Theatres are finding innovative new ways to increase footfalls, discovers Vanita Kohli-Khandekar.
Is it a multiplex or an experience?
As PVR Cinemas, Cinepolis, Inox and Carnival, among other multiplex chains, spend crores building high-end lounges, recliner seating and restaurants, the question is more than academic.
About 12-15 per cent of the ₹2,182 crore PVR Cinemas's operating profits and 10 per cent of its revenue come from its high-end offerings such as Gold Class and Director's Cut, which brought in just about three per cent of its 75 million admissions last year.
There is the usual recliner chairs, usher on call and so on.
But Director's Cut, launched in 2012, took it to a whole new level with a sushi bar curated by Yutaka Saito, a famous Japanese chef, desserts from the very fancy patisserie L'Opera (added this year) and a wine lounge for its 1,000-odd Sapphire Club members.
Incidentally, they also get complimentary chauffeur-driven pick-ups and drops in an Audi, priority bookings and a dedicated relationship manager among other perks.
"The whole retail sector is changing and cinema is entertainment retail. Luxury is a misleading term (for what Director's Cut offers) because it connotes expense. This really is about the experience," says Renaud Palliere, CEO, The Luxury Collection.
Ajay Shah, partner, transaction advisory services, telecom, media and technology, EY, thinks that "in the long run, a dedicated premium offering is a smart move. With the onslaught of digital, virtual reality, Amazon, Netflix and all the other services, cinema-going has to become an experience".
While digital has added to the revenues of the ₹14,230 crore Indian film industry, it could, just like TV, reduce the audiences walking into a theatre.
The number has been falling steadily over the years, thanks to piracy and TV.
The maths and science of luxury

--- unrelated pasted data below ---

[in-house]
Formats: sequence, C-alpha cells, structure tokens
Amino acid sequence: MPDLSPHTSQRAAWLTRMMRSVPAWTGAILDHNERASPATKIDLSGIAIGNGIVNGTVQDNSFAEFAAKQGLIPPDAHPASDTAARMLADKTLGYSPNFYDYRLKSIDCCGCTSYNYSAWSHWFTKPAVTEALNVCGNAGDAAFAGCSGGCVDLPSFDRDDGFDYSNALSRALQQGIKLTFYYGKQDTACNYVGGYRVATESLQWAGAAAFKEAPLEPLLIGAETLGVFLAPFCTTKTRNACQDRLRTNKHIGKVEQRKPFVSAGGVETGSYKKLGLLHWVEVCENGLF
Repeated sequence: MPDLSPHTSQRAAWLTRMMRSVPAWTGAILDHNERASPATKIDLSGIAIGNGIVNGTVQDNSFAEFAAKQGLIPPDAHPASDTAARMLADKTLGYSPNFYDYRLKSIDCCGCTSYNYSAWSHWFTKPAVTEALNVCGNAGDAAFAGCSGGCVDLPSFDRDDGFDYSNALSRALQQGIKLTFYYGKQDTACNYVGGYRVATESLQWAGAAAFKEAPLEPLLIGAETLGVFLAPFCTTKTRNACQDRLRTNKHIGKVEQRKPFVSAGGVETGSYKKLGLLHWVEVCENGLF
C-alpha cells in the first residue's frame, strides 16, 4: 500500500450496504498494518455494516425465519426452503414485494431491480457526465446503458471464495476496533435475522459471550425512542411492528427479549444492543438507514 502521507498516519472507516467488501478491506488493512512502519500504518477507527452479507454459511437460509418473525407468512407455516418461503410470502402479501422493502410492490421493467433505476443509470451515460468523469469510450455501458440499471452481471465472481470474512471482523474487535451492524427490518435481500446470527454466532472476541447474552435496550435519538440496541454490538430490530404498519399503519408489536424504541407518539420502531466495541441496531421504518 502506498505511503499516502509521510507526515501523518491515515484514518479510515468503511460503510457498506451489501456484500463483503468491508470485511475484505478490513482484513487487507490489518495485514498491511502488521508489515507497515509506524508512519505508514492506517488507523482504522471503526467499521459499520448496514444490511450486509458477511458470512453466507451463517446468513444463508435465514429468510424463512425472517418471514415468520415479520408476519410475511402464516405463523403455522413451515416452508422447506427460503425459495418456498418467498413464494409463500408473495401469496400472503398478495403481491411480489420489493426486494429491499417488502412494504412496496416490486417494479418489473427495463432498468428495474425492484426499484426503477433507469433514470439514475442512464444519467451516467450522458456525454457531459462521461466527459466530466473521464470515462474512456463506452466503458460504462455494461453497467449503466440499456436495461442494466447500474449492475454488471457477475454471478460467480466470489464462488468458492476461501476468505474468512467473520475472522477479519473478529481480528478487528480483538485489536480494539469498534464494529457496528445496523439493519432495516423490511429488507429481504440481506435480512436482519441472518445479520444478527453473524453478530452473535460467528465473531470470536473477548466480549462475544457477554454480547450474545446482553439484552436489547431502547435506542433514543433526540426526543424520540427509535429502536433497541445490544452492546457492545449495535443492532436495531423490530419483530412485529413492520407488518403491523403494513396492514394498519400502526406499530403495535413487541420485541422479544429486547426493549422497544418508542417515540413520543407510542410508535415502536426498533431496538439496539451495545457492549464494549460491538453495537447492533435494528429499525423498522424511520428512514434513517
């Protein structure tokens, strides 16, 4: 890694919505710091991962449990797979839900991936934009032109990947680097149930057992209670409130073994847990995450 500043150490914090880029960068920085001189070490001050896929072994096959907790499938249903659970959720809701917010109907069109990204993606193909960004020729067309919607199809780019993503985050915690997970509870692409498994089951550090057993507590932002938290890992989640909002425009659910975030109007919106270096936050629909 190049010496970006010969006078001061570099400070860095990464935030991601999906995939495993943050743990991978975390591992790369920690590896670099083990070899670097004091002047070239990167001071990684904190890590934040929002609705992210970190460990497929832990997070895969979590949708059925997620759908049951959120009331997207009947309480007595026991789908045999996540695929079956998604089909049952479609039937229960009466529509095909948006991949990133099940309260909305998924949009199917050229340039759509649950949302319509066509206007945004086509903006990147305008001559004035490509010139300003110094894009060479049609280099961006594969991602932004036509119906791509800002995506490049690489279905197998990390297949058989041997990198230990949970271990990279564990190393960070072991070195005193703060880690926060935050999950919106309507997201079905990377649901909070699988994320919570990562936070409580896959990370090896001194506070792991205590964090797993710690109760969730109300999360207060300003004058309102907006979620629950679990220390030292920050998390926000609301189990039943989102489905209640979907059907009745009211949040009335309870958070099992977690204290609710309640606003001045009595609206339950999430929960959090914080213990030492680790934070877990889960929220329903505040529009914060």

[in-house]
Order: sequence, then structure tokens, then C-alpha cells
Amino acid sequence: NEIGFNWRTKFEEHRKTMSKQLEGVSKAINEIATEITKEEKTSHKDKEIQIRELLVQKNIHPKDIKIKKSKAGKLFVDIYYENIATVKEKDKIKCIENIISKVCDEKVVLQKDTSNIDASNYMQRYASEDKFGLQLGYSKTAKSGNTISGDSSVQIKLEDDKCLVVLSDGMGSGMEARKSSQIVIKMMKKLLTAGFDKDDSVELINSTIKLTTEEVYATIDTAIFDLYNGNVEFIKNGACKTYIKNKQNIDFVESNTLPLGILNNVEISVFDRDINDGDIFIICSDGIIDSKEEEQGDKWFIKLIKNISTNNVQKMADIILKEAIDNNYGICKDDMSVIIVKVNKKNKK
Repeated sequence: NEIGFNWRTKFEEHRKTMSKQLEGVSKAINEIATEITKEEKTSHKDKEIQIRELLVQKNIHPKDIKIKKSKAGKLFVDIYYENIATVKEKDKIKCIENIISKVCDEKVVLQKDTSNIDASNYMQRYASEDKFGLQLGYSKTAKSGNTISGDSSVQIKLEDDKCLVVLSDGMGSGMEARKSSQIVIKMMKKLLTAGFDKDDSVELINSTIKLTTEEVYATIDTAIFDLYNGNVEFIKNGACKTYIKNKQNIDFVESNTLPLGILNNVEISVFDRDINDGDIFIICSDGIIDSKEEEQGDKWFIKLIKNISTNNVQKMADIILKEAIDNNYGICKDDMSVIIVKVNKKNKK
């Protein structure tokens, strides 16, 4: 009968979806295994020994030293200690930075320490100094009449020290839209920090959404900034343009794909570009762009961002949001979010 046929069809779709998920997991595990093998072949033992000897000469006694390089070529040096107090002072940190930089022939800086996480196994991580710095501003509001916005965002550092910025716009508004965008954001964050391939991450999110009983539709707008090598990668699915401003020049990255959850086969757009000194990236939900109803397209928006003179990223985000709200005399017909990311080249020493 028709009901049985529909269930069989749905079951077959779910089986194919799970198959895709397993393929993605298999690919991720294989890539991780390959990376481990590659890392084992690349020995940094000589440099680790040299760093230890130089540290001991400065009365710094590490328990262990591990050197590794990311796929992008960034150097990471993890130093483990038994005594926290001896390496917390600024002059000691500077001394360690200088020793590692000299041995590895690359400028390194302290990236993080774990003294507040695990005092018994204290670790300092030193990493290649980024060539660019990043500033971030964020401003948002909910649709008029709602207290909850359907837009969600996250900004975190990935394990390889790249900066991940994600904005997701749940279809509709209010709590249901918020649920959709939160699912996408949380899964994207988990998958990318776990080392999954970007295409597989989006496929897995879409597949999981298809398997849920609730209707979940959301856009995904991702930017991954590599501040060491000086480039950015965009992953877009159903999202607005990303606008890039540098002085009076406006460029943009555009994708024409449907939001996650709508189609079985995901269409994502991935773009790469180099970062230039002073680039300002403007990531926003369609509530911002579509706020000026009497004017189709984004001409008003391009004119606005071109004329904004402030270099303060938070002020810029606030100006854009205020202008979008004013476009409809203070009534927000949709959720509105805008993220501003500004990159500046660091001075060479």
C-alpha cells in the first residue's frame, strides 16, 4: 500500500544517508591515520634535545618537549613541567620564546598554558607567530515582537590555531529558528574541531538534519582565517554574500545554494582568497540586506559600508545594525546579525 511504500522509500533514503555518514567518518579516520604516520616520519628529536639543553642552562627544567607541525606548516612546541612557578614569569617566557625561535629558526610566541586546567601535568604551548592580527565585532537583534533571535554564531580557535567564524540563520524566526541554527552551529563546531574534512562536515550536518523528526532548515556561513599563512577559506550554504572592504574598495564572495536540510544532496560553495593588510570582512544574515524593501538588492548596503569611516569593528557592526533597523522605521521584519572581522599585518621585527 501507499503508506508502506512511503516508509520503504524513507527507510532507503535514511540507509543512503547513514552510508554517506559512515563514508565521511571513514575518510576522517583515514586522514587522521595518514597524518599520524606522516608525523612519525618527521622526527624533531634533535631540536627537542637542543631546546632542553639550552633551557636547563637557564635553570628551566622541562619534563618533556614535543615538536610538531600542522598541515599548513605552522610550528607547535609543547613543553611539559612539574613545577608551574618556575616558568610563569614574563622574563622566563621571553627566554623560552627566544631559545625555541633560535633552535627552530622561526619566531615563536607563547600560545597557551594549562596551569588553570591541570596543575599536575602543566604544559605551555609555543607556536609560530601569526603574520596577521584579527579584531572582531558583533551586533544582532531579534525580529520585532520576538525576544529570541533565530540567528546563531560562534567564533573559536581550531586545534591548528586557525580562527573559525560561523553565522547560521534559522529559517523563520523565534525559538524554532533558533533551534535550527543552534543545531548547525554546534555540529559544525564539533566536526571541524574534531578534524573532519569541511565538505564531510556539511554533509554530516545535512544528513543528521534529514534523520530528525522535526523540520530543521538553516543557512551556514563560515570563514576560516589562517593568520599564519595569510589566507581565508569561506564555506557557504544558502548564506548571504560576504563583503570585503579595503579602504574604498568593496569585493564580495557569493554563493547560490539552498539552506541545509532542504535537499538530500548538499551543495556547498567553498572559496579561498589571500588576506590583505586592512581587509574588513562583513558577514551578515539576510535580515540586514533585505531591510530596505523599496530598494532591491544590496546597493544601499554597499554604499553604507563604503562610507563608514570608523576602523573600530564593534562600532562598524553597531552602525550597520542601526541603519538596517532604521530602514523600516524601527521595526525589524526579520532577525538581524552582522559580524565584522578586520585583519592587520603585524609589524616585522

The maths is simple; it is the science of luxury within multiplexes that is complex.
The average ticket price or ATP at PVR was ₹196 in 2016-17. It is ₹1,200 at Director's Cut.
Note that the ₹1,200 figure does not include spends on food and all the other bells and whistles.
The specifics on margins, costs, revenue expectations and the actual product differ hugely from chain to chain, since each has a its own take on luxury.
Cinepolis, the world's fourth largest chain, had launched the recliner seat first in 1997, says Devang Sampat, director, Cinepolis India. In this country, Cinepolis VIP has been available for four years now.
Sampat explains that one recliner seat in the VIP section occupies 2.5 times the space of a regular seat. Therefore, "we need to get 2.5 times more revenue (on VIP) whether on food and beverages or on ticket sales", he says.
According to analysts, if the gross margins on food and beverages are 75 per cent on the regular ticket, they are higher on a premium ticket. But it is also a "high-risk" strategy, says Shah. That is because ultimately, if the content doesn't work and people don't walk in, all the luxuries on offer become a huge drain on operating costs.
Therefore, "chains have to be selective and careful about where to put up such screens", says Shah. Currently, just 33 of PVR's 600 screens have high-end offerings.
Only 15 of Cinepolis's 325 screens in India are branded VIP. "Megaplexes (such as Cinepolis) cater to all kinds of segments. It (VIP) is just another segment where the propensity to pay is higher," says Sampat.
What is luxury
PVR's gourmet-driven investment then is not true for the rest of the multiplex industry.
Wave Cinemas, for instance, has a Platinum Lounge in two of its properties. But Yogesh Raizada, vice-president, Wave Cinemas, says it is more like a value added service where you buy a ₹1,200 ticket and get a range of extra services like plush seats, an usher et al.
Dina Mukherjee, chief marketing officer, Carnival Cinemas, reckons, "The definition of luxury depends on the city. In many cities, a neat clean hall is a luxury. Therefore Carnival is a luxury chain in tier-II and III cities. In mini metros, it is in the value segment."
It offers marquee units and special lounges with wine and gourmet food in 10 per cent of its 115 locations (which house 425 screens). But, "we wouldn't go competing with restaurants", she says.
That is exactly where PVR has ramped up the game. "The content is not different. (Therefore) food is a big element of differentiation. There is a strong segment at the top where people are prepared to pay for a quality experience," says Palliere. The big challenge -- getting those people in. A mix of screens across the price spectrum therefore is critical.
Ajay Bijli, chairman, PVR Cinemas, reckons, "The criteria for return on investment (for PVR) remain the same whether it is a ₹1.5 crore screen or a ₹5 crore screen because for the lower cost screen the operating expenses are lower."
It plans to take its high-end screens from 33 to 73 in three years.
There are plans to go to Dubai and other markets with the gourmet experience attached to Indian films.
Experience, it seems, is going places.
Photograph: Kind courtesy, PVR Director's Cut